The Everest of Sailing

Camper with Emirates Team New Zealand co-skipper Stu Bannatyne writes about the latest events from the Volvo Ocean Race

Stu Bannatyne: A long leg ahead and time for some firsts

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Camper with Emirates Team New Zealand sit in second place heading into the third leg of the Volvo Ocean Race. Photo / Chris Cameron - CAMPER ETNZ
Camper with Emirates Team New Zealand sit in second place heading into the third leg of the Volvo Ocean Race. Photo / Chris Cameron - CAMPER ETNZ

Here we are in Abu Dhabi with less than one week to go to the start of Leg 3.

This Leg will essentially repeat the format of the previous one with a short sprint up the coast a bit where the boat will then be lifted onto a ship and shipped through the high risk piracy area to a safehaven in the Indian Ocean.

From there Leg 3 is resumed racing all the way to Sanya in China, down through the Malacca Straits around past Singapore, up to the coast of Vietnam and then to the finish in Sanya.

Weather wise it could be one of two extremes for the first part of the leg from very light to a strong 20 to 30 knot Shamal type wind as we saw on our arrival here. For the second part of the leg from the Indian Ocean up to China it will be predominantly on the wind with plenty of rain squalls and tropical weather.

Probably the biggest headache will be presented getting through the Malacca Straits where we're likely to encounter all sorts of extreme weather and other obstacles such as unlit local fishing boats and dangerous floating debris like logs.

Passing Singapore we enter another area where there is a potential for pirate attacks and once through that we face a long hard beat up to Vietnam in what's likely to be 25 to 30 knot winds. So all-in-all it's shaping up to be a tough leg that's going to be hard on both boat and crew.

Keep an eye on what the fleet does on the way to the top of Indonesia as the decision on whether to take a more northerly or southerly route is looming as a key decision for navigators/tacticians and one where's there big potential for gains and losses. The approach to the Malacca Straits and how teams handle the local land and sea breezes is another area where the leaderboard may get a shake-up. The strong tidal currents through there can also turn things around. I can remember in the last race the currents were so extreme that we actually had to anchor for a few hours to stop ourselves losing ground at speed!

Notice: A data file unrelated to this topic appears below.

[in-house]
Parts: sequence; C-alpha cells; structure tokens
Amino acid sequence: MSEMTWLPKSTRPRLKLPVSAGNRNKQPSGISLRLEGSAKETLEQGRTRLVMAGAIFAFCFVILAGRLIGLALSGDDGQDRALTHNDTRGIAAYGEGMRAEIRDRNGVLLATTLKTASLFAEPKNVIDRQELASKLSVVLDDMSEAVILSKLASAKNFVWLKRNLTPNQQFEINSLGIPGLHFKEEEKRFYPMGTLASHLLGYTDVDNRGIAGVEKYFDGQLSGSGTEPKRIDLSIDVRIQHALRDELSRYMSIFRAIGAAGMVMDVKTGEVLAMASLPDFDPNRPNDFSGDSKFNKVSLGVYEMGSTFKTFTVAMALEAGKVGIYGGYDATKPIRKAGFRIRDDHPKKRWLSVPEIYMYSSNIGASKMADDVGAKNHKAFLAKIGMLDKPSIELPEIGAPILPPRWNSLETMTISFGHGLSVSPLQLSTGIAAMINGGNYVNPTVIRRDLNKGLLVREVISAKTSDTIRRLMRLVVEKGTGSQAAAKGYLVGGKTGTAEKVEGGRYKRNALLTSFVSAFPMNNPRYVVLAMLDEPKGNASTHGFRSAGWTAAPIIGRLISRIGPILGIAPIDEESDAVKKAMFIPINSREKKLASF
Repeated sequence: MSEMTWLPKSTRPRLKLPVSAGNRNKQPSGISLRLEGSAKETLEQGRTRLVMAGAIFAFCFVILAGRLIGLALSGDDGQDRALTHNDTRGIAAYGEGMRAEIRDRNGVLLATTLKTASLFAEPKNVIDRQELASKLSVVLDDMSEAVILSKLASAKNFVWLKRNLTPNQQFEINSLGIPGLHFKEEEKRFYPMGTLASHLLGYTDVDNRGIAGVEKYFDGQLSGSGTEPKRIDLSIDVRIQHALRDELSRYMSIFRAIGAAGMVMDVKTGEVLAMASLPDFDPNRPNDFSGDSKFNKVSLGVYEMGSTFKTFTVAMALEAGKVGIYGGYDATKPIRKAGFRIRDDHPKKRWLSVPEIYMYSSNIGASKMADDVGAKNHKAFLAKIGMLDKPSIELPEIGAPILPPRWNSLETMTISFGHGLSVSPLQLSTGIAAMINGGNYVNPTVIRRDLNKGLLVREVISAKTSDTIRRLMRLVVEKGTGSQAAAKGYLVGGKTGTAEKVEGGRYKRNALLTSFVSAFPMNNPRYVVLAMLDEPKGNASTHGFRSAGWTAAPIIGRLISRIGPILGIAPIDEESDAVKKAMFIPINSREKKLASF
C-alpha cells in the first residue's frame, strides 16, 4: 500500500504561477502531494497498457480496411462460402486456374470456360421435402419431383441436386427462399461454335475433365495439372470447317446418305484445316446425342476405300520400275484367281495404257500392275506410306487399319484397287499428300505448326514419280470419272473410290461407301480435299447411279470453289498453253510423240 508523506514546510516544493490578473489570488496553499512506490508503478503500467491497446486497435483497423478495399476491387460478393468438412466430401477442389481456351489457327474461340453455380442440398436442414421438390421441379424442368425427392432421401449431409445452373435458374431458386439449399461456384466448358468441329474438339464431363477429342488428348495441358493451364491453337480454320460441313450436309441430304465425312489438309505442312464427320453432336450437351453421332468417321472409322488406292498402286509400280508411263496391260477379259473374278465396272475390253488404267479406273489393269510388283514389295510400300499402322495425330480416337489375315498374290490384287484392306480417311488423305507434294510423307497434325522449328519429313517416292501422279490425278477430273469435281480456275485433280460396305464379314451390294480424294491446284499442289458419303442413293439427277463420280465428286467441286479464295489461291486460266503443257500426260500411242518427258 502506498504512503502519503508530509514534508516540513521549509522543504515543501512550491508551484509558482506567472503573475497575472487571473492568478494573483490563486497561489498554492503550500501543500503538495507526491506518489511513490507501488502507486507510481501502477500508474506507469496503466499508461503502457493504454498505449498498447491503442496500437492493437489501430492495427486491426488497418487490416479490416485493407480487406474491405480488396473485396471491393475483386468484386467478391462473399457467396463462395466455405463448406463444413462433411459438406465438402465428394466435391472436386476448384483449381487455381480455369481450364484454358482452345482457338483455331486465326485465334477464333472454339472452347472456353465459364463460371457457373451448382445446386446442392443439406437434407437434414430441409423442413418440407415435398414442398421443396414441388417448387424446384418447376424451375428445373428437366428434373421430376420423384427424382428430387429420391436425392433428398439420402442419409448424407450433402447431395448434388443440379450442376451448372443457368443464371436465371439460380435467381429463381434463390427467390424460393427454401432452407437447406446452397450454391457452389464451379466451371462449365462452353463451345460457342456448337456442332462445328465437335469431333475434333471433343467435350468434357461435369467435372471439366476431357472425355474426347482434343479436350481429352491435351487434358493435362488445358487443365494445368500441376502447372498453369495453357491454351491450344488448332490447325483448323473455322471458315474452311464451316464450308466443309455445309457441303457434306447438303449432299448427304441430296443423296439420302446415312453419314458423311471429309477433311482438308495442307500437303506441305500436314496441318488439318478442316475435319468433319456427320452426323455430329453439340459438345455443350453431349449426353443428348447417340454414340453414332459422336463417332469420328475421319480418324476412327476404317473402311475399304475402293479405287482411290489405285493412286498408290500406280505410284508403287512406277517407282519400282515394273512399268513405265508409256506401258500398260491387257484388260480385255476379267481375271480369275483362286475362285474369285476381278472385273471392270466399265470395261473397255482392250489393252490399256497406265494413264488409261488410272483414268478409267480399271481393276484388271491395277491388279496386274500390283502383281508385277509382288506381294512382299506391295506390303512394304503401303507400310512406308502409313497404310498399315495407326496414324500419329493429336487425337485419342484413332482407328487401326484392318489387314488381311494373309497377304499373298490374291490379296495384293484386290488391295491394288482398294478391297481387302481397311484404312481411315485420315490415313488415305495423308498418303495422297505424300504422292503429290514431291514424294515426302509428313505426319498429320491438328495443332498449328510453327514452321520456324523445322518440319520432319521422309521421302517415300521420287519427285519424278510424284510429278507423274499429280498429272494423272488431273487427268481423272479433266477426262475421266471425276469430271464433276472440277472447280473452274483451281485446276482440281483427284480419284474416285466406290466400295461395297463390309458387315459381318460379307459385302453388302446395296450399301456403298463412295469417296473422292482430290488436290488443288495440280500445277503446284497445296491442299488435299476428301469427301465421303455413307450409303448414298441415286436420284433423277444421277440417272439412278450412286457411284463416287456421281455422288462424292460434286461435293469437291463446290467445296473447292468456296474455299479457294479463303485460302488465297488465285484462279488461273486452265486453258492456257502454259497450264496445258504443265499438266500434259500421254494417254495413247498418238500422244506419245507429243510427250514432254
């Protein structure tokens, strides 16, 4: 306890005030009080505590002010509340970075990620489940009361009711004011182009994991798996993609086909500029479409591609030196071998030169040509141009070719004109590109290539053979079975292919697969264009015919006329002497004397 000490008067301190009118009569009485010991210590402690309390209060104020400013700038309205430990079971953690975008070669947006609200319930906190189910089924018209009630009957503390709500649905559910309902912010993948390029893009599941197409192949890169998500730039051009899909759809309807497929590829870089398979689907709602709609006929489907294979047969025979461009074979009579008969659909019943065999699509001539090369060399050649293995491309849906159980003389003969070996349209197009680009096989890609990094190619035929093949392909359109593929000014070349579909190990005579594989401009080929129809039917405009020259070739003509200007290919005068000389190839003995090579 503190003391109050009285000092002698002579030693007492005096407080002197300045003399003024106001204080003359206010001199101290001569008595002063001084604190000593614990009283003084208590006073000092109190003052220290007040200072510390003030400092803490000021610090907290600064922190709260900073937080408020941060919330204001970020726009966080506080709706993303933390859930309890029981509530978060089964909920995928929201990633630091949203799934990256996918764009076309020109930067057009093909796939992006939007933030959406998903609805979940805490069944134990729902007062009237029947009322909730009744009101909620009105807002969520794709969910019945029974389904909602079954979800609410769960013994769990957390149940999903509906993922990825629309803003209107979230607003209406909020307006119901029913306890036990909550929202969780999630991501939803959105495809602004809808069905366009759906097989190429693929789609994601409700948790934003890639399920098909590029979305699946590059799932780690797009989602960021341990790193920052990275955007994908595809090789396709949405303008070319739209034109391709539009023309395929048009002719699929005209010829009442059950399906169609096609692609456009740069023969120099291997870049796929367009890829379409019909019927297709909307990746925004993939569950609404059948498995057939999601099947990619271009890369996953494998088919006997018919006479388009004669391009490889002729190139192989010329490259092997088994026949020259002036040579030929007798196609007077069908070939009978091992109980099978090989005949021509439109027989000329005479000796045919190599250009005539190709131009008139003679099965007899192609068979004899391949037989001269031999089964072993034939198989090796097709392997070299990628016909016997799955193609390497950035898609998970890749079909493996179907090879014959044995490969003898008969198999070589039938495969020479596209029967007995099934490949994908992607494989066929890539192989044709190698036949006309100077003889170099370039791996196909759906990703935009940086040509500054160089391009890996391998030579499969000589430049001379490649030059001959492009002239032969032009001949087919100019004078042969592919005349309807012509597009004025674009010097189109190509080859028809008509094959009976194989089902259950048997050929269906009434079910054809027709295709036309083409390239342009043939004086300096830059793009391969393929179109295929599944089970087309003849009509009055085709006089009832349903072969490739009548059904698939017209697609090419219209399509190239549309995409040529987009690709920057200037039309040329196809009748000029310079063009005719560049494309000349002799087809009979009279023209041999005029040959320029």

There's still plenty to play for and as we've seen so far this is a very close yacht race with very little between the boats and all the crews pushing incredibly hard. Accordingly, we've put a lot of work in on this stopover on trying to make our boat faster and improving our speed across the board.

Looking at our results so far we're sitting on one third and three seconds and are second overall, but we're far from content with that. We need to start getting some firsts and reduce the point differential with race leaders Telefonica. They are currently 8 points ahead of us and we want to reverse that. They've sailed very well up until now but we're confident that we're capable of beating them. First place is what we're after and we're going keep on pushing until we get it.

The sprint down to Abu Dhabi was incredibly useful as it was the first time we've spent a decent amount of time sailing alongside our competitors and in particular Telefonica.

That meant we could identify areas where we would like to improve against them so we are now addressing those particular areas. That involves looking at every fine detail that we can improve on the boat from reducing the aerodynamic drag of the rig to the way we stack gear onboard. Essentially, we're looking for refinement in a number of different areas rather than a magic bullet.

The team that will win this race at the end is the team that can keep their rate of improvement going the best during the race.

That's what we're aiming for and so far we look to be making not bad progress.

Talk soon

Stu

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